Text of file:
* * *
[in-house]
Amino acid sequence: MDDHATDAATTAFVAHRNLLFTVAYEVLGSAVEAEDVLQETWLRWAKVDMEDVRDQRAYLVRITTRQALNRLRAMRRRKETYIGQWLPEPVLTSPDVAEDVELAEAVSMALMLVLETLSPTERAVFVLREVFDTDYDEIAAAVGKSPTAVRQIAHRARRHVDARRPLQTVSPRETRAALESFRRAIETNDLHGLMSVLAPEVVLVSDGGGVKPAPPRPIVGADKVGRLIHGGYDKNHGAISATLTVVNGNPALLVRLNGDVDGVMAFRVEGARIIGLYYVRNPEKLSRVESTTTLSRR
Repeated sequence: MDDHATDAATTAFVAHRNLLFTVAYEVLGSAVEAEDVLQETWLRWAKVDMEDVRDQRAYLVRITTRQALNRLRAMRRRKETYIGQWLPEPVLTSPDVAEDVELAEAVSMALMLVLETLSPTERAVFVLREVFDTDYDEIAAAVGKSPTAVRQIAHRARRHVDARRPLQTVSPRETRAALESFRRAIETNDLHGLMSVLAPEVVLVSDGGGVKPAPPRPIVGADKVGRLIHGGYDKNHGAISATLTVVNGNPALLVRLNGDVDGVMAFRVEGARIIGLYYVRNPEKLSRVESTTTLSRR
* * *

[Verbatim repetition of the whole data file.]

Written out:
[in-house]
Amino acid sequence: MDDHATDAATTAFVAHRNLLFTVAYEVLGSAVEAEDVLQETWLRWAKVDMEDVRDQRAYLVRITTRQALNRLRAMRRRKETYIGQWLPEPVLTSPDVAEDVELAEAVSMALMLVLETLSPTERAVFVLREVFDTDYDEIAAAVGKSPTAVRQIAHRARRHVDARRPLQTVSPRETRAALESFRRAIETNDLHGLMSVLAPEVVLVSDGGGVKPAPPRPIVGADKVGRLIHGGYDKNHGAISATLTVVNGNPALLVRLNGDVDGVMAFRVEGARIIGLYYVRNPEKLSRVESTTTLSRR
Repeated sequence: MDDHATDAATTAFVAHRNLLFTVAYEVLGSAVEAEDVLQETWLRWAKVDMEDVRDQRAYLVRITTRQALNRLRAMRRRKETYIGQWLPEPVLTSPDVAEDVELAEAVSMALMLVLETLSPTERAVFVLREVFDTDYDEIAAAVGKSPTAVRQIAHRARRHVDARRPLQTVSPRETRAALESFRRAIETNDLHGLMSVLAPEVVLVSDGGGVKPAPPRPIVGADKVGRLIHGGYDKNHGAISATLTVVNGNPALLVRLNGDVDGVMAFRVEGARIIGLYYVRNPEKLSRVESTTTLSRR